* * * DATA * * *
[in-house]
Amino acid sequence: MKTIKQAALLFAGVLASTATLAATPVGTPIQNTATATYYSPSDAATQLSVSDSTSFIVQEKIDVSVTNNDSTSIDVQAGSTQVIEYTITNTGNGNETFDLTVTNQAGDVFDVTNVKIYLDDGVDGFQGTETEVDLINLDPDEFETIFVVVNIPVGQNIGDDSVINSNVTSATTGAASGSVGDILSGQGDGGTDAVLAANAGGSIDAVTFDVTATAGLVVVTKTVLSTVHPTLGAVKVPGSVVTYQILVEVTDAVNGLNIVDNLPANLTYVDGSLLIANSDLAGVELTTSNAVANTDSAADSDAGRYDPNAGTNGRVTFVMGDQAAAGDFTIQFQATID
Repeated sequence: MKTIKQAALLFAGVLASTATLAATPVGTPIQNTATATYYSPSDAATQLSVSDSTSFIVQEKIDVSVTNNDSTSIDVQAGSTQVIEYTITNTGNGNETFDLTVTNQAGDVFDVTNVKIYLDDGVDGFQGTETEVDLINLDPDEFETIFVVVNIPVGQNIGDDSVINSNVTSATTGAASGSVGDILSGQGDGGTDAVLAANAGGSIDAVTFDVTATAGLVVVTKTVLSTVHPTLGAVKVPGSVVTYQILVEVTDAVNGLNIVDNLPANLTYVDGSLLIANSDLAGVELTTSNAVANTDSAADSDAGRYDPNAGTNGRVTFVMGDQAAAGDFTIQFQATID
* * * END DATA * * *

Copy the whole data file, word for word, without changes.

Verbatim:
[in-house]
Amino acid sequence: MKTIKQAALLFAGVLASTATLAATPVGTPIQNTATATYYSPSDAATQLSVSDSTSFIVQEKIDVSVTNNDSTSIDVQAGSTQVIEYTITNTGNGNETFDLTVTNQAGDVFDVTNVKIYLDDGVDGFQGTETEVDLINLDPDEFETIFVVVNIPVGQNIGDDSVINSNVTSATTGAASGSVGDILSGQGDGGTDAVLAANAGGSIDAVTFDVTATAGLVVVTKTVLSTVHPTLGAVKVPGSVVTYQILVEVTDAVNGLNIVDNLPANLTYVDGSLLIANSDLAGVELTTSNAVANTDSAADSDAGRYDPNAGTNGRVTFVMGDQAAAGDFTIQFQATID
Repeated sequence: MKTIKQAALLFAGVLASTATLAATPVGTPIQNTATATYYSPSDAATQLSVSDSTSFIVQEKIDVSVTNNDSTSIDVQAGSTQVIEYTITNTGNGNETFDLTVTNQAGDVFDVTNVKIYLDDGVDGFQGTETEVDLINLDPDEFETIFVVVNIPVGQNIGDDSVINSNVTSATTGAASGSVGDILSGQGDGGTDAVLAANAGGSIDAVTFDVTATAGLVVVTKTVLSTVHPTLGAVKVPGSVVTYQILVEVTDAVNGLNIVDNLPANLTYVDGSLLIANSDLAGVELTTSNAVANTDSAADSDAGRYDPNAGTNGRVTFVMGDQAAAGDFTIQFQATID